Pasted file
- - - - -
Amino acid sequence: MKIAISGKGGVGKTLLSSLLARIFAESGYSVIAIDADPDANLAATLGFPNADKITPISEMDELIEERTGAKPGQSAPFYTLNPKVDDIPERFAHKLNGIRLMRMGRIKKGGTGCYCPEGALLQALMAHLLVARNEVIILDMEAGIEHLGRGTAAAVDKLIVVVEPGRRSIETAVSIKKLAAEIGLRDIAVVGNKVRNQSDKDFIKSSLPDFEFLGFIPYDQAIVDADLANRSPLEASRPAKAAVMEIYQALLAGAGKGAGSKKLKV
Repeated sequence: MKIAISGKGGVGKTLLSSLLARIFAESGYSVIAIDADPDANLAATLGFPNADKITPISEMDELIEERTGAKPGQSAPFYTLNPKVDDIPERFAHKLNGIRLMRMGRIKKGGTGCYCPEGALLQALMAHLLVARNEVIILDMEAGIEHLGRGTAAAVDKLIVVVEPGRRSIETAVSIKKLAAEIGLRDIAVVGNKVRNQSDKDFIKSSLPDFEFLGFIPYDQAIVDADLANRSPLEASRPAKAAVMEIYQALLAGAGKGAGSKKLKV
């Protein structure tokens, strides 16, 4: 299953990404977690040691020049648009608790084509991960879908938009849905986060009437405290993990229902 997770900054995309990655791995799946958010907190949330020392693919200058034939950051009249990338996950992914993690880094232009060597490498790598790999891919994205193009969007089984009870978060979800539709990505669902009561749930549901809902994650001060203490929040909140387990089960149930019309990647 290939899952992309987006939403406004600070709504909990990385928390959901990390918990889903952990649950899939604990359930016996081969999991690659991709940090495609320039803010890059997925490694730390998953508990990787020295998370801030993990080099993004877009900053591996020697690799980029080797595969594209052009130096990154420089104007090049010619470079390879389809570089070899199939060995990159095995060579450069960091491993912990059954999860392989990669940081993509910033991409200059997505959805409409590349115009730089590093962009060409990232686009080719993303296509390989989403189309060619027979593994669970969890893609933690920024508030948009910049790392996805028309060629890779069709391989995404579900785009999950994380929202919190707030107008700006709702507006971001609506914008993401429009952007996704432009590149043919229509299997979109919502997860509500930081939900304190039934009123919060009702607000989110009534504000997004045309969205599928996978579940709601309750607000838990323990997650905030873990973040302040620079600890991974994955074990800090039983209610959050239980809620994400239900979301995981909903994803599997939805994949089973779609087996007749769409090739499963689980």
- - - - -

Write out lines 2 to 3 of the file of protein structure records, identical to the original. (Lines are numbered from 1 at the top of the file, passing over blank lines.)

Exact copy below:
Repeated sequence: MKIAISGKGGVGKTLLSSLLARIFAESGYSVIAIDADPDANLAATLGFPNADKITPISEMDELIEERTGAKPGQSAPFYTLNPKVDDIPERFAHKLNGIRLMRMGRIKKGGTGCYCPEGALLQALMAHLLVARNEVIILDMEAGIEHLGRGTAAAVDKLIVVVEPGRRSIETAVSIKKLAAEIGLRDIAVVGNKVRNQSDKDFIKSSLPDFEFLGFIPYDQAIVDADLANRSPLEASRPAKAAVMEIYQALLAGAGKGAGSKKLKV
């Protein structure tokens, strides 16, 4: 299953990404977690040691020049648009608790084509991960879908938009849905986060009437405290993990229902 997770900054995309990655791995799946958010907190949330020392693919200058034939950051009249990338996950992914993690880094232009060597490498790598790999891919994205193009969007089984009870978060979800539709990505669902009561749930549901809902994650001060203490929040909140387990089960149930019309990647 290939899952992309987006939403406004600070709504909990990385928390959901990390918990889903952990649950899939604990359930016996081969999991690659991709940090495609320039803010890059997925490694730390998953508990990787020295998370801030993990080099993004877009900053591996020697690799980029080797595969594209052009130096990154420089104007090049010619470079390879389809570089070899199939060995990159095995060579450069960091491993912990059954999860392989990669940081993509910033991409200059997505959805409409590349115009730089590093962009060409990232686009080719993303296509390989989403189309060619027979593994669970969890893609933690920024508030948009910049790392996805028309060629890779069709391989995404579900785009999950994380929202919190707030107008700006709702507006971001609506914008993401429009952007996704432009590149043919229509299997979109919502997860509500930081939900304190039934009123919060009702607000989110009534504000997004045309969205599928996978579940709601309750607000838990323990997650905030873990973040302040620079600890991974994955074990800090039983209610959050239980809620994400239900979301995981909903994803599997939805994949089973779609087996007749769409090739499963689980």